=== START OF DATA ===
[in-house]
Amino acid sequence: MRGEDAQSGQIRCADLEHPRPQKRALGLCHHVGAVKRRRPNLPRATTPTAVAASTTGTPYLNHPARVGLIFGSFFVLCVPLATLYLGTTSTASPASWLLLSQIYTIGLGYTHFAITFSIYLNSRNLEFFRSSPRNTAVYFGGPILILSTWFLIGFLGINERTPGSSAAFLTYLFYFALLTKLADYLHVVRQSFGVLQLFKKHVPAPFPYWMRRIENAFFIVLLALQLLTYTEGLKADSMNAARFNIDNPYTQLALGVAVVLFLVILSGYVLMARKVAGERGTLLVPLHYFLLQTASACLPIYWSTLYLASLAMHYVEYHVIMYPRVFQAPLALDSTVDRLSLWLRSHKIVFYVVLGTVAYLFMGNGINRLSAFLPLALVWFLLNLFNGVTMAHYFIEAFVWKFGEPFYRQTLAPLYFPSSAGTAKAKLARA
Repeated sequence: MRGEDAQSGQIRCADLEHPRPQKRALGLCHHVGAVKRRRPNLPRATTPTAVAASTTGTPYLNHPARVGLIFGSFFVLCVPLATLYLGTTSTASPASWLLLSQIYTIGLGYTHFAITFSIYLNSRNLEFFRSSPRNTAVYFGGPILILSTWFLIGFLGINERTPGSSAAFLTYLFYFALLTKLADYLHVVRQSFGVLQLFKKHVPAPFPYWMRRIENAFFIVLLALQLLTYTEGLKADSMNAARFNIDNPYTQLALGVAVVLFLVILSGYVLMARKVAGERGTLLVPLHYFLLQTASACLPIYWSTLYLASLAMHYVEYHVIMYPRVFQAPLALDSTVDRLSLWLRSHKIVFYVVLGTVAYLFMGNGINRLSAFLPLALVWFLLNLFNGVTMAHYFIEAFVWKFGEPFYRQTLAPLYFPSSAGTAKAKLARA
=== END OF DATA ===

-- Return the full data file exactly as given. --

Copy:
[in-house]
Amino acid sequence: MRGEDAQSGQIRCADLEHPRPQKRALGLCHHVGAVKRRRPNLPRATTPTAVAASTTGTPYLNHPARVGLIFGSFFVLCVPLATLYLGTTSTASPASWLLLSQIYTIGLGYTHFAITFSIYLNSRNLEFFRSSPRNTAVYFGGPILILSTWFLIGFLGINERTPGSSAAFLTYLFYFALLTKLADYLHVVRQSFGVLQLFKKHVPAPFPYWMRRIENAFFIVLLALQLLTYTEGLKADSMNAARFNIDNPYTQLALGVAVVLFLVILSGYVLMARKVAGERGTLLVPLHYFLLQTASACLPIYWSTLYLASLAMHYVEYHVIMYPRVFQAPLALDSTVDRLSLWLRSHKIVFYVVLGTVAYLFMGNGINRLSAFLPLALVWFLLNLFNGVTMAHYFIEAFVWKFGEPFYRQTLAPLYFPSSAGTAKAKLARA
Repeated sequence: MRGEDAQSGQIRCADLEHPRPQKRALGLCHHVGAVKRRRPNLPRATTPTAVAASTTGTPYLNHPARVGLIFGSFFVLCVPLATLYLGTTSTASPASWLLLSQIYTIGLGYTHFAITFSIYLNSRNLEFFRSSPRNTAVYFGGPILILSTWFLIGFLGINERTPGSSAAFLTYLFYFALLTKLADYLHVVRQSFGVLQLFKKHVPAPFPYWMRRIENAFFIVLLALQLLTYTEGLKADSMNAARFNIDNPYTQLALGVAVVLFLVILSGYVLMARKVAGERGTLLVPLHYFLLQTASACLPIYWSTLYLASLAMHYVEYHVIMYPRVFQAPLALDSTVDRLSLWLRSHKIVFYVVLGTVAYLFMGNGINRLSAFLPLALVWFLLNLFNGVTMAHYFIEAFVWKFGEPFYRQTLAPLYFPSSAGTAKAKLARA